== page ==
The lobby is exactly what a lobby should be. Despite inheriting the original, low-ceilinged, uninspiring space, the designers have managed to create a place that appears already to be functioning as a kind of extension of the public realm. A long table, resembling something from a library (specially commissioned from furniture makers Benchmark) acts as a meeting place, where locals and guests can whip out a laptop or a newspaper. A blend of vintage and modern furniture, and separate little enclaves within the bigger lobby space, creates a relaxed, almost collegiate feel.
The 258 bedrooms themselves are slightly surprising. This is, as new London hotels go, a kind of budget refit – or, at least, the money has been spent in unexpected places and on unexpected things. The bathroom suites, doors, hardware and so on from the old rooms have simply been left in place while the money has gone on the sparse, elegant furniture and on art applied directly to the walls.
Each room features a long, built-in seat so the space appears less like a bedroom and more like a living and socialising area. A metal shelf runs along another wall and displays a mix of resolutely British-manufactured or crafted items for the use of guests (anything from a bespoke leather coin box to specially selected LPs to be played on slick Rega turntables). Radios (lovely Revo models), vintage chairs, all the items that create the landscape of hotel-dwelling, have been carefully collected. I was relieved not to hear the word “curated” but you do get the impression that Calderwood has hugely enjoyed sourcing this stuff.
The aesthetic is, slightly weirdly, somewhere between east London industrial chic, back-of-house no-nonsense and budget hotel robustness. It is not a look I’ve seen before – cables in galvanised conduits, hard-wearing grey carpets and plain white walls. But the most striking thing is the wall art. The Ace has attracted a group of young artists (most of whom have a background in street art) to create murals on one wall in each room. The quality is variable but the effect is electric, lifting the greyish rooms and connecting them with the art scene outside that has made Shoreditch the place it is today (even if the artists themselves have long been priced out).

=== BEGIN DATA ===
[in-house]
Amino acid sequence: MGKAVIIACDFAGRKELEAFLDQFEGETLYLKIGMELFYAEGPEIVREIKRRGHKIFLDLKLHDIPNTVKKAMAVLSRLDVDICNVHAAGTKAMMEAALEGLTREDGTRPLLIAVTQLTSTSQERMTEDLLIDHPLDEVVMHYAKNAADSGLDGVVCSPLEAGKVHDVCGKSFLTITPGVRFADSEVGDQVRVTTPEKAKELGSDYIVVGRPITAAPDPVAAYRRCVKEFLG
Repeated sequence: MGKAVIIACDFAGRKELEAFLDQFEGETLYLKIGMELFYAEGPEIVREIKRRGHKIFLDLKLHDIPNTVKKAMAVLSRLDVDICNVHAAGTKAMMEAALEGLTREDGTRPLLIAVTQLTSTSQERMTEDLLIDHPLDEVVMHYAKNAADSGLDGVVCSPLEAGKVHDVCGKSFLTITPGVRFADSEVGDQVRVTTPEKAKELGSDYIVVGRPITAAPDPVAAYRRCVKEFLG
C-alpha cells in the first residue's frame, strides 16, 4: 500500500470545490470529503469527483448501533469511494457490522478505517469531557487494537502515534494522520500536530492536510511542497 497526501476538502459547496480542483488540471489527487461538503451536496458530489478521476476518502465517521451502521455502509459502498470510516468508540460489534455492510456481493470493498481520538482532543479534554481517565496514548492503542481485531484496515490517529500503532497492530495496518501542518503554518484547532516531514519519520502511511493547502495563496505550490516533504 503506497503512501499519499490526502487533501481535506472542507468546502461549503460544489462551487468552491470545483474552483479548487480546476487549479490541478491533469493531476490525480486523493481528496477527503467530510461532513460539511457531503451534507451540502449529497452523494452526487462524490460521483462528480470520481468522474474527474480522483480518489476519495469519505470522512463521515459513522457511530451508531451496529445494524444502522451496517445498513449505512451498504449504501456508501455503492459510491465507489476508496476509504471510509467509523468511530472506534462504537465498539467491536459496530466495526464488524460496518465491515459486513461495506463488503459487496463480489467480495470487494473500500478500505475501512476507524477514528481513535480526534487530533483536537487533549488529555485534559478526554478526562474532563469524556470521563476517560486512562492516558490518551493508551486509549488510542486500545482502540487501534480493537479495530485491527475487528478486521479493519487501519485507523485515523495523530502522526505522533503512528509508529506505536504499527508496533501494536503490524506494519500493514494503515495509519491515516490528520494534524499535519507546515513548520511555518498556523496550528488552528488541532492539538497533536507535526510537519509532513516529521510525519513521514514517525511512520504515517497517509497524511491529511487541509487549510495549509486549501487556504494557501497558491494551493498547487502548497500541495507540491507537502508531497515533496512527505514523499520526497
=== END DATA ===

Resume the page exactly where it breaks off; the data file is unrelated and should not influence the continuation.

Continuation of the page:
The hotel restaurant, Hoi Polloi, is operated by Bistrotheque, the Shoreditch restaurant known for its architecturally inventive pop-ups (including Studio Dining East atop a multi-storey car park). The menu is fashionably British and its virtues are spelt out in a menu-cum-newspaper, printed weekly, in which the food offering sits beside ads for local galleries and articles about nearby culture. The booths, the modern take on wood panelling, the well-designed and crafted furniture situate this somewhere in the mid-Atlantic, a little closer to London than Brooklyn but still a place where hipsters or the less corporate versions of business travellers could feel equally at home.
The Ace is not as self-consciously hip as many other boutique hotels. It eschews the worst clichés of lobbies full of set-piece furniture and silly chandeliers while also avoiding the dismal chain-branded tedium that plagues many hotels. Instead, its careful, well-designed confidence allows it to slot into Shoreditch with deceptive ease. But, more importantly, it has given London back a bit of its streetscape that seemed lost forever.
Doubles at the Ace Hotel cost from £215
Edwin Heathcote is the FT’s architecture correspondent